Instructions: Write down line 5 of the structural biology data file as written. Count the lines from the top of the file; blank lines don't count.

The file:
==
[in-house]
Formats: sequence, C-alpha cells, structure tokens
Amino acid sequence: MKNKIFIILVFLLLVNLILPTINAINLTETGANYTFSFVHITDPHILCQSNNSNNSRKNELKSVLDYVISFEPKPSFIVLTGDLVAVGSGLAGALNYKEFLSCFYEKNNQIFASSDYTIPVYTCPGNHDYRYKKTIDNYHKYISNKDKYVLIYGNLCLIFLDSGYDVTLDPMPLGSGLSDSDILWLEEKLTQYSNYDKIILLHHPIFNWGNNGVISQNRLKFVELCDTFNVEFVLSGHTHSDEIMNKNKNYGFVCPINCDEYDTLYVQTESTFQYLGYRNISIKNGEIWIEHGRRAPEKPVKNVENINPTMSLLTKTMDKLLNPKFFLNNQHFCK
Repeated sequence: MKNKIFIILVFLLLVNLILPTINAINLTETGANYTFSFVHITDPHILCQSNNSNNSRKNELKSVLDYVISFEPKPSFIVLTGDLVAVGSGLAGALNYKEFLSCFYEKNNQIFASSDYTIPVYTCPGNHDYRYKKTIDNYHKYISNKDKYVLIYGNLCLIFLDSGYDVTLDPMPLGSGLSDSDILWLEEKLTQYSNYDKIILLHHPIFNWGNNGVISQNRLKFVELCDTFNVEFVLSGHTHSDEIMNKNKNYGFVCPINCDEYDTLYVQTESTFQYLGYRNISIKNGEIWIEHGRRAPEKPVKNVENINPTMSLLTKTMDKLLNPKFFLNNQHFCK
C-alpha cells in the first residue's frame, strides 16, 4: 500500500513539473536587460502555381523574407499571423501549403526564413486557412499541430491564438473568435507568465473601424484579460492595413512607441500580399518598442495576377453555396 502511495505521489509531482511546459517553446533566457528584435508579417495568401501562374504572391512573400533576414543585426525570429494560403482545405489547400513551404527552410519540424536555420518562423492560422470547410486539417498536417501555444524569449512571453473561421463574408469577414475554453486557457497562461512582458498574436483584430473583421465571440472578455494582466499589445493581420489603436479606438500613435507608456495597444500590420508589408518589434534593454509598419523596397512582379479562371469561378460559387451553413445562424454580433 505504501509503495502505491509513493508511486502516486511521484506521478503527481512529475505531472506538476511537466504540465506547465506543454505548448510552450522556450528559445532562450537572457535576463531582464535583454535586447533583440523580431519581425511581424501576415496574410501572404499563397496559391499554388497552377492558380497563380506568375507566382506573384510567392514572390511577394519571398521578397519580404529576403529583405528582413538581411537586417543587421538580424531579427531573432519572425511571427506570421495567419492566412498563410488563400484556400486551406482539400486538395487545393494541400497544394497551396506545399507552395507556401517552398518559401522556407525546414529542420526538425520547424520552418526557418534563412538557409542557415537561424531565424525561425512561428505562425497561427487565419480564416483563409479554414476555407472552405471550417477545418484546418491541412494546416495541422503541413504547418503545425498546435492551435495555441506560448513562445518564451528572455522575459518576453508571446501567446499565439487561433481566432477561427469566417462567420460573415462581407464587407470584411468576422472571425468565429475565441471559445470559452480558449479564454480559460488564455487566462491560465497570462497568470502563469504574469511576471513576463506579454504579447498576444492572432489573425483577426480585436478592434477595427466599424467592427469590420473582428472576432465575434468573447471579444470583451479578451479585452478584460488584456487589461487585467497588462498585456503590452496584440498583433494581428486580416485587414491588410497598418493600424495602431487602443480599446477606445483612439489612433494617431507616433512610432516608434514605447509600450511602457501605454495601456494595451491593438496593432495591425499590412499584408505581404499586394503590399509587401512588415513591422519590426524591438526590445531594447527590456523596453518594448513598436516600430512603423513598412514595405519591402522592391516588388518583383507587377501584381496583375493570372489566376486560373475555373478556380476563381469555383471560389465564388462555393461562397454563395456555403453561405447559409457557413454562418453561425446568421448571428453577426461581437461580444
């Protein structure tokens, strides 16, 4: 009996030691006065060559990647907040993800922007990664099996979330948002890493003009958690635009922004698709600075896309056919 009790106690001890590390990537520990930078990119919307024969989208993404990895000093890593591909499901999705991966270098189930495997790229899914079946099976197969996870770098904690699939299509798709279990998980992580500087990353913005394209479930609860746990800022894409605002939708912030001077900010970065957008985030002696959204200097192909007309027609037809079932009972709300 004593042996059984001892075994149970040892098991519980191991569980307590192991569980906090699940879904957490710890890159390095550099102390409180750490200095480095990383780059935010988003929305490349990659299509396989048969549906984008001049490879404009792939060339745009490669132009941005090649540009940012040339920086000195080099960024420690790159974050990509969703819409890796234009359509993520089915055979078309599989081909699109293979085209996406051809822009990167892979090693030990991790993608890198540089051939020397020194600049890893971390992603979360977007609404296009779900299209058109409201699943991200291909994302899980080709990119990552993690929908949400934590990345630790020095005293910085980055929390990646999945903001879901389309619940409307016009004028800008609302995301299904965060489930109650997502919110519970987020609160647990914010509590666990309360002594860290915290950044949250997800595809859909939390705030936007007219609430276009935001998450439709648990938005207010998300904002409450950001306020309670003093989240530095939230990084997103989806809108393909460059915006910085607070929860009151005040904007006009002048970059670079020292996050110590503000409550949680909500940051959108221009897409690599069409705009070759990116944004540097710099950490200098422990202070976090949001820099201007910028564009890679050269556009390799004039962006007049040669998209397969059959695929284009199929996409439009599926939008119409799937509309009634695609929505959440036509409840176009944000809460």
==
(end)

C-alpha cells in the first residue's frame, strides 16, 4: 500500500513539473536587460502555381523574407499571423501549403526564413486557412499541430491564438473568435507568465473601424484579460492595413512607441500580399518598442495576377453555396 502511495505521489509531482511546459517553446533566457528584435508579417495568401501562374504572391512573400533576414543585426525570429494560403482545405489547400513551404527552410519540424536555420518562423492560422470547410486539417498536417501555444524569449512571453473561421463574408469577414475554453486557457497562461512582458498574436483584430473583421465571440472578455494582466499589445493581420489603436479606438500613435507608456495597444500590420508589408518589434534593454509598419523596397512582379479562371469561378460559387451553413445562424454580433 505504501509503495502505491509513493508511486502516486511521484506521478503527481512529475505531472506538476511537466504540465506547465506543454505548448510552450522556450528559445532562450537572457535576463531582464535583454535586447533583440523580431519581425511581424501576415496574410501572404499563397496559391499554388497552377492558380497563380506568375507566382506573384510567392514572390511577394519571398521578397519580404529576403529583405528582413538581411537586417543587421538580424531579427531573432519572425511571427506570421495567419492566412498563410488563400484556400486551406482539400486538395487545393494541400497544394497551396506545399507552395507556401517552398518559401522556407525546414529542420526538425520547424520552418526557418534563412538557409542557415537561424531565424525561425512561428505562425497561427487565419480564416483563409479554414476555407472552405471550417477545418484546418491541412494546416495541422503541413504547418503545425498546435492551435495555441506560448513562445518564451528572455522575459518576453508571446501567446499565439487561433481566432477561427469566417462567420460573415462581407464587407470584411468576422472571425468565429475565441471559445470559452480558449479564454480559460488564455487566462491560465497570462497568470502563469504574469511576471513576463506579454504579447498576444492572432489573425483577426480585436478592434477595427466599424467592427469590420473582428472576432465575434468573447471579444470583451479578451479585452478584460488584456487589461487585467497588462498585456503590452496584440498583433494581428486580416485587414491588410497598418493600424495602431487602443480599446477606445483612439489612433494617431507616433512610432516608434514605447509600450511602457501605454495601456494595451491593438496593432495591425499590412499584408505581404499586394503590399509587401512588415513591422519590426524591438526590445531594447527590456523596453518594448513598436516600430512603423513598412514595405519591402522592391516588388518583383507587377501584381496583375493570372489566376486560373475555373478556380476563381469555383471560389465564388462555393461562397454563395456555403453561405447559409457557413454562418453561425446568421448571428453577426461581437461580444